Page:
MusicalNorth East & YorkshireReview

The Rocky Horror Show – Lyceum Theatre, Sheffield

Reviewer: Ruth Jepson

Music, Lyrics and Book: Richard O’Brien

Director: Christopher Luscombe

How to describe The Rocky Horror Show to a virgin? Part drag show, part homage to 50’s B-movie Sci-Fi, the decadent daydream of a stage show has been delighting fans since 1973, when writer and original Riff-Raff Richard O’Brien unleashed his manic creation onto an unsuspecting world, initially with little fanfare or acclaim, but building quickly into the very definition of a cult classic. The plot is really neither here nor there, as the audience are here for crass jokes, rock inspired sing-a-longs and the excuse to wear a corset regardless of their gender presentation; but essentially, two newly engaged regular schmucks, Brad and Janet (Richard Meek and Haley Flaherty) break down on the way to visit their old Professor, Dr Everett Scott (Joe Allen). Trying to find a phone, they stumble into the mansion and science lab of Dr Frank N. Furter (Stephen Webb) who is throwing a party where he will unveil his latest creation Rocky, the perfect, Charles Atlas approved man (Ben Westhead). Chaos and sexual enlightenment ensue.

The Rocky Horror Show has been an institution now for fifty years. In that time, millions of fishnetted fans have come up to the lab, seen what’s on the slab, and slavishly returned for more, again and again. The legendary Frank N Further has been played by great actors such as Buffy the Vampire Slayer’s Anthony Stewart Head, Big Bang Theory’s Jim Parsons, even Orange is the New Black’s Laverne Cox, not to mention the inimitable Tim Curry, so Webb had mighty big (and mighty high) shoes to fill taking on the role for this tour. And fill them he does, with eyerolling, Jokeresque aplomb. From the second he enters the stage for Sweet Transvestite, you can’t look at anyone else, exactly how it should be. Equally, the audience are eating out of the palms of this run’s Narrator, comedian Jackie Clune, who handles both known and new audience participation expertly, throwing out situationally relevant jokes and cheeky innuendo like she was born for the role. Special mention must also be made of Westhead, in his first professional role, who is not only easy on the eye as Rocky but brings the necessary mix of naivety and jock expected of the role.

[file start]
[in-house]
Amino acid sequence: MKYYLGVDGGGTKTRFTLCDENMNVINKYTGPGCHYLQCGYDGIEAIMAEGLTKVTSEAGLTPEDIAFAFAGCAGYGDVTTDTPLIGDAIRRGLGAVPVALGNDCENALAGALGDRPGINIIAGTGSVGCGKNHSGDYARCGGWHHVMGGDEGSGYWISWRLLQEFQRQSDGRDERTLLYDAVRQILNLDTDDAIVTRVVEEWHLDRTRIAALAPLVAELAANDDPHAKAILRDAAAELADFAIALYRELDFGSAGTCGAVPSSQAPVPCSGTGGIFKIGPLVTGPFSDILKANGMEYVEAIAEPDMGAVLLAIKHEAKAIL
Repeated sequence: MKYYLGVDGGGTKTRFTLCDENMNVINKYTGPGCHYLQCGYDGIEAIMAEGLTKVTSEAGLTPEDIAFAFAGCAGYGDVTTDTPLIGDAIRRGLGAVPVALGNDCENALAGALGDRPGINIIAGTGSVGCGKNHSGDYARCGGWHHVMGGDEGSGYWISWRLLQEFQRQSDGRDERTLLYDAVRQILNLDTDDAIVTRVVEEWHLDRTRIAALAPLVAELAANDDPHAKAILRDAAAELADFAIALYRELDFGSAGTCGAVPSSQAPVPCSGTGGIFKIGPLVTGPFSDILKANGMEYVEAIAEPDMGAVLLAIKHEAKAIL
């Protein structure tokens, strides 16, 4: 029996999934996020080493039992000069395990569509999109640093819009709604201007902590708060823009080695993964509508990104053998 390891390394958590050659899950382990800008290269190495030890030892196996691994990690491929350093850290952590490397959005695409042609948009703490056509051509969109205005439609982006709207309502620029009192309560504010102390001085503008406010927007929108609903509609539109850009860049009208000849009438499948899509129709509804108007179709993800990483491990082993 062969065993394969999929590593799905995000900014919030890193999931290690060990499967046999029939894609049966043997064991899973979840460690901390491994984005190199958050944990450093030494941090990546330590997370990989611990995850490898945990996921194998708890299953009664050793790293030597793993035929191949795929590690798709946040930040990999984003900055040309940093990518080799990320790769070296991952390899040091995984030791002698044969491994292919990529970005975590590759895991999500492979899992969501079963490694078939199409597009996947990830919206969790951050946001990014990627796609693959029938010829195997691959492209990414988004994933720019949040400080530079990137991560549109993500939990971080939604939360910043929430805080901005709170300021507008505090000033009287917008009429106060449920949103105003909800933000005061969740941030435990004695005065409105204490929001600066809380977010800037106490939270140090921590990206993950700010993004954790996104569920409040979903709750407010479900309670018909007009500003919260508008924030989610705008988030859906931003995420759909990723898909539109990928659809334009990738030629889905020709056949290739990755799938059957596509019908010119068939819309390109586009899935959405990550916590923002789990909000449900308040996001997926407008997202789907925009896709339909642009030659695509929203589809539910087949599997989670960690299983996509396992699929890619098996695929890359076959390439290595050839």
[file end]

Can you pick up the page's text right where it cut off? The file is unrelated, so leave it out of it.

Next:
The audience are in full swing fulfilling their role too. The shout outs come thick and fast, and the singing is loud, raucous, and immensely fun to join (although please stick to the known call and responses, unless you are genuinely hilarious. Mere drunken boorishness will fall flat hard in this crowd). The Rocky Horror Show is the place to be for a vast swath of folk, old, young, male, female, non-binary, straight, gay, black, white… the variation in fans is endless, as is the commitment to costume. Especially popular with the LGBTQ+ crowd, the show does have a few bits that cannot be said to have aged well (don’t use the word ‘transvestite’ outside the theatre for example) but it has long been acknowledged that this one time it can be given a pass.

Following the very recent passing of The Rocky Horror Show Fan Club President Sal Piro, a man present at that very first show in 1973, who helped devise the iconic call outs and dedicated his life to this cult of creatures, those in the know can’t help but feel a slight sadness when enjoying tonight’s performance. So too does the equally recent one-year anniversary of the death of Meat Loaf – the original Eddie – add a layer of sadness. But the best way to honour their legacies is to grab your feather boa, practise your Time Warp, and book your tickets to this magically sumptuous Wild and Untamed Thing.

Runs until Saturday 28 January 2023, before continuing on tour.

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The Yorkshire & North East team is under the editorship of Jacob Bush. The Reviews Hub was set up in 2007. Our mission is to provide the most in-depth, nationwide arts coverage online.

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